Wednesday, October 30, 2013

Our Favorite Things from the Special Collection, Part Three

The Samford Special Collection and University Archives Open House is tomorrow, October 31st, 2013, from 2-4pm.  Don't hesitate to stop by the Special Collection for snacks and a glimpse into Samford's history.

Here's the final installment of the favorite things of the folks who work in our Special Collection.  Each is unique and only preserved because of the hard work that these archivists do to preserve our history.  These three love the collection so much that they couldn't just pick one favorite!

Liz + A Piece of the Sherman Oak and the McClurkin letter
"Sherman Oak, named for the first president of Howard College, Samuel Sterling Sherman, was the celebrated tree on the East Lake campus. Although some note an earlier tree naming, Dr. J. M. Shelburne, in 1915, president of Howard College, began the celebration of Arbor Day. He chose the largest oak on the campus at that time and dedicated it to the first president of the College.

"The stately sturdy tree served as the meeting place for the Howard College community.  Under its large branches, couples met, dated, and proposals of marriage were made. Every Entre Nous, showing photographs of the campus and student activities, feature the Sherman Oak.

"In 1957 Howard College left the East Lake site and moved to Edgewood/Lakeshore campus.  The tree remained.  However, lightening, blight, ad age were enemies to the Oak.  In 1998, the tree was cut down.  Pieces of the tree were saved and stored.  This piece came to Special Collection. 

"Sharing a picture of the tree and this piece brought tears to a lady visiting the Collection.  'I had my photograph taken under that tree when I was a senior in high school, visiting the campus.'  This is a tangible piece of the East Lake campus, which exists no more.

"J. E. McLurkin was an upper classman when he left Howard College’s Marion campus in 1887 to attend school on its new East Lake site. McLurkin wrote his 'Cusin' about coming to the 'Magic City' and described in detail this huge, somewhat frightening city. His letter telling of the international and industrial life in Birmingham is a wonderful first hand account of this New South city.

"He also describes his opportunities to preach.  He shares his doubts to never be no more than just a farmer boy, but this experiences at Howard College had opened new 'paths' for him.  However, no matter how wonderful the new Birmingham sites were, he was not as well pleased as he would be in Marion, but 'he hoped to be better pleased when he got better acquainted.'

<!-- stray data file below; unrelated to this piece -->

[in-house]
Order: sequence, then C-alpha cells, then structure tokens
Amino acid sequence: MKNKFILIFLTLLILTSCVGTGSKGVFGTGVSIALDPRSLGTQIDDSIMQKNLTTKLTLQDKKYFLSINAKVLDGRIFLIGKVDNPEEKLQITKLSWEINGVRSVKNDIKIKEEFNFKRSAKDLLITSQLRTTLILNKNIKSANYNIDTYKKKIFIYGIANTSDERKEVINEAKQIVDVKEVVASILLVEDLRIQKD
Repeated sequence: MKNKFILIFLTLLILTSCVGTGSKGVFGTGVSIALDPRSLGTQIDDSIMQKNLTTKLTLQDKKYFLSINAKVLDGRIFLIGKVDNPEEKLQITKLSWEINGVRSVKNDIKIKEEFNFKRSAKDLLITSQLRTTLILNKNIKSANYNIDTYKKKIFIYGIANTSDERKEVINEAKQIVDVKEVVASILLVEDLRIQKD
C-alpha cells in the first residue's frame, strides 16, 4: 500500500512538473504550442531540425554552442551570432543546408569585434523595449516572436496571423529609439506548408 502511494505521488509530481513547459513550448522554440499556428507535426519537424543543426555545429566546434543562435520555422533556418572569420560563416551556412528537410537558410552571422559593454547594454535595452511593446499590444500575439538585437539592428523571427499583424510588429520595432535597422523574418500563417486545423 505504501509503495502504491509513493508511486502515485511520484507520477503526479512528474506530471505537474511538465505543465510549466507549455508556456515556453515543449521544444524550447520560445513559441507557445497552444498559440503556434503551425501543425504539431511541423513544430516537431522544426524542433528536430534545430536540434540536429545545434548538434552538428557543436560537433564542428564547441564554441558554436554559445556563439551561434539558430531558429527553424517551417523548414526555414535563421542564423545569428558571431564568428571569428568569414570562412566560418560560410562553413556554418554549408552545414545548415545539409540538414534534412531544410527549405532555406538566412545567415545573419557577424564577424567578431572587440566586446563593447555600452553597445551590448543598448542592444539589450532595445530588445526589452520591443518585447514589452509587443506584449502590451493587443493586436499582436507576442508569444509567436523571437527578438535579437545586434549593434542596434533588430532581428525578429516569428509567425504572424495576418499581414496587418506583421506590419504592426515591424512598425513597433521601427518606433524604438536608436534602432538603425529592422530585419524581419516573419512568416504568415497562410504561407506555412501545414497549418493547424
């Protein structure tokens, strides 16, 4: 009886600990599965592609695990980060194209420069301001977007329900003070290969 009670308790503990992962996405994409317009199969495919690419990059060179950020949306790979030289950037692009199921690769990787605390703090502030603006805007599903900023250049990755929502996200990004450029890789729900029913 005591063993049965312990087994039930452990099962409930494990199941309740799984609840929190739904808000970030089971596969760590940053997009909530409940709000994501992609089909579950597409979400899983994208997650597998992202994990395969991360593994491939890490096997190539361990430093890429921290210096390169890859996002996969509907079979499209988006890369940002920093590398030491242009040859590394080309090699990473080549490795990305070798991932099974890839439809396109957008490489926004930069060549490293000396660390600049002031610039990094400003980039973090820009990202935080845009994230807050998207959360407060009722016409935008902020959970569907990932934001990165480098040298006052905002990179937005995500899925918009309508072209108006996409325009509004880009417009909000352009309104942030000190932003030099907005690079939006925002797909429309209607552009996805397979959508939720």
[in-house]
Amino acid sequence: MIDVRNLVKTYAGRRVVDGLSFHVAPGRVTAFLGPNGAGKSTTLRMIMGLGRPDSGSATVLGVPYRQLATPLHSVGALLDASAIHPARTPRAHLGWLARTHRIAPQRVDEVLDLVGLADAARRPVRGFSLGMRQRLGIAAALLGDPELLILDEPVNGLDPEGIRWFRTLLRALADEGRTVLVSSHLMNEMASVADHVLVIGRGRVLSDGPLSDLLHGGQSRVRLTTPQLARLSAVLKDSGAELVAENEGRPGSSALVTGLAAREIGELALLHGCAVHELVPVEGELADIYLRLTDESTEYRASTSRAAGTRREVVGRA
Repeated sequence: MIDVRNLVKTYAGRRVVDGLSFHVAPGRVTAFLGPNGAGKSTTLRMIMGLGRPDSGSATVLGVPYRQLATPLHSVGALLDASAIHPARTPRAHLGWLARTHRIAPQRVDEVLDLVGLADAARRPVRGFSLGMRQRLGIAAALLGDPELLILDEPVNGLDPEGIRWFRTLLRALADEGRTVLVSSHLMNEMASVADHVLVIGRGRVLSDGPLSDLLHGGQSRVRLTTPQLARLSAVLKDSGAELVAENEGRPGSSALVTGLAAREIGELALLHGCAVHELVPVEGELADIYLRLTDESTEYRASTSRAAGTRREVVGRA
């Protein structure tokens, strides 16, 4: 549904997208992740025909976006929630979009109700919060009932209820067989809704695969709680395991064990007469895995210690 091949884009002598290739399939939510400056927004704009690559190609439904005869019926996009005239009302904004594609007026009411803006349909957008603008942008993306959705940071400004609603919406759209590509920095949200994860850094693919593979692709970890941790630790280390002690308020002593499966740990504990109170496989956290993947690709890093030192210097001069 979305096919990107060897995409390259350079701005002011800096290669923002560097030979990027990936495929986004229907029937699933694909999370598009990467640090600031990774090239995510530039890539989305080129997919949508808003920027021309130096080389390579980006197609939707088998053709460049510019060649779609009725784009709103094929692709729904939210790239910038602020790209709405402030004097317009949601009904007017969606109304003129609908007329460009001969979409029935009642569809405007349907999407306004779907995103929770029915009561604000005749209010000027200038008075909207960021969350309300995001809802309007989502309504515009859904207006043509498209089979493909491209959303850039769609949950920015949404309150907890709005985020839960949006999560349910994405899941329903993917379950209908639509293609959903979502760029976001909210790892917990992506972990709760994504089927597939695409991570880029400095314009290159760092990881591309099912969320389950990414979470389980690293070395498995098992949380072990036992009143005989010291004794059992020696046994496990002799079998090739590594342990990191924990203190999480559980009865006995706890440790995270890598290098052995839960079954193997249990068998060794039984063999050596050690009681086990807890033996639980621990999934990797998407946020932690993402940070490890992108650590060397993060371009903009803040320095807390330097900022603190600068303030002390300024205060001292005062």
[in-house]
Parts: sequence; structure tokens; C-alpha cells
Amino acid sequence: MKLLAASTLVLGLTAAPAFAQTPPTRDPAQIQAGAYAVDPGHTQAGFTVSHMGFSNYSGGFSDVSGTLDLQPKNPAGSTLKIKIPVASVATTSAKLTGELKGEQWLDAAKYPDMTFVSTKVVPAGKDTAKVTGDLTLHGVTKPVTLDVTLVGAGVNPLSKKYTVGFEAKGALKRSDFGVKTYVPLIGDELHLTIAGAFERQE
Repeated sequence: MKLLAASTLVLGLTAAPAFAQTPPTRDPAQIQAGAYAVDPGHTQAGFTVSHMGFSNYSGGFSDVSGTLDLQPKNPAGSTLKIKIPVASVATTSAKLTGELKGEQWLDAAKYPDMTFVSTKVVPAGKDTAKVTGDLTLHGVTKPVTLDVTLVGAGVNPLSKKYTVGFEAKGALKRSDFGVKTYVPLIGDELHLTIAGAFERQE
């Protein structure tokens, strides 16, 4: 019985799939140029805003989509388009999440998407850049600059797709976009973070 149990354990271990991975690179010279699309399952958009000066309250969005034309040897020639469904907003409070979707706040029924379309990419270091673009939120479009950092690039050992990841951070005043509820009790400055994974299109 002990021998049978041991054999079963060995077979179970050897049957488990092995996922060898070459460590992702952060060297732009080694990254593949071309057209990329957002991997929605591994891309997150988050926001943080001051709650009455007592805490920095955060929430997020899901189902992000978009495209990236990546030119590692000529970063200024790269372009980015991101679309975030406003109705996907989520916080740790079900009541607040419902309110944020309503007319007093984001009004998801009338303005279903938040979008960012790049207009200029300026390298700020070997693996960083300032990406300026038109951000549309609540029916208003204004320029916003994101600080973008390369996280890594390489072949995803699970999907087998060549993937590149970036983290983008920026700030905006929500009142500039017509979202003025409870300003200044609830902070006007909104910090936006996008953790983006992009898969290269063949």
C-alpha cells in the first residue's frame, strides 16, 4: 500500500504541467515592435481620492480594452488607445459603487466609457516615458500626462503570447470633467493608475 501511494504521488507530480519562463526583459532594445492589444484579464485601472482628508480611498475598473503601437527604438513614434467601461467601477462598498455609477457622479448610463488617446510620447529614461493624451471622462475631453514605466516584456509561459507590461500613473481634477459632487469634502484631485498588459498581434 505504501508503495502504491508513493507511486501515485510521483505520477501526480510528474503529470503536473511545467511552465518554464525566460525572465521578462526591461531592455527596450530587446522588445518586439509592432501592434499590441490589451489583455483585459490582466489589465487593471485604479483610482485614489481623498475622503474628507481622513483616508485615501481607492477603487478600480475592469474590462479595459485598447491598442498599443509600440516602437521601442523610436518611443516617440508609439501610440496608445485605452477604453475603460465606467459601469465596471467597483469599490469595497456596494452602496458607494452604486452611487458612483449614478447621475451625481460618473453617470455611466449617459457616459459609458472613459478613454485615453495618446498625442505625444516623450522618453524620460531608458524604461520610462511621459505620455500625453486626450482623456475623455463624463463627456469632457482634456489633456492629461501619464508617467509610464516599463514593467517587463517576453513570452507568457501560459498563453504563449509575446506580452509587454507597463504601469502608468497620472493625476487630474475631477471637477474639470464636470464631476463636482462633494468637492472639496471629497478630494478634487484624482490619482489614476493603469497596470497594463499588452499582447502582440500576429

"In the fall of 1987, the 100th anniversary of Samford moving to Birmingham, President Thomas Corts read the letter to the incoming   freshman class.  Even after 100 years, the relevancy of McLurkin’s words reminded us of the expectation of the new, the unknown, but opportunities for students and the institution, 'when we get better acquainted.' "

—Liz Wells, Processing Archivist & Special Collection Librarian

Tabitha + Lotus Shoes from the Hearn Collection
"Among the many, many items we have in our Special Collection, I find the Chinese Lotus Shoes one of the more fascinating items.  These little shoes, which are “adult” size, are so beautiful and so ornate to be associated with such a cruel practice of binding feet.  This practice often started with little girls before the age of 6.  Binding the foot caused the arch of the foot to break and allowed the heel and toes to be brought closer together.  Having such small feet was considered a 'status symbol,' especially among 'elite' families.  Eventually, the practice of binding feet was made illegal in 1912."—Tabitha Moore, Microfilm Lab Manager

Rachel + Dr. Funderburg's stuffed caiman and the 1528 Aldine Press Edition of Pliny the Younger
"So, I confess I couldn’t pick just two things. The caiman belonged to Dr. Lonnie Funderburg, a professor on campus. Rumor has it that when he gave his extensive book collection to the library, he demanded that his caiman come along as well. It’s been with the collection ever since. 

"My other great love is the oldest book we have in the collection printed by the famous Italian Aldine press in 1518. It has its original binding and beautiful details like yaps and an inscribed text block. The English printers in the 16th century were pretty poor at their job, but the Italians produced some of the most beautiful books in Europe. Among their various achievements, the Aldine Press invented italic font, so I think of them every time I cite a source." – Rachel Cohen, Archivist/User Services Librarian

These are just a few of the amazing things we have in Samford's Special Collection.  Visit today!

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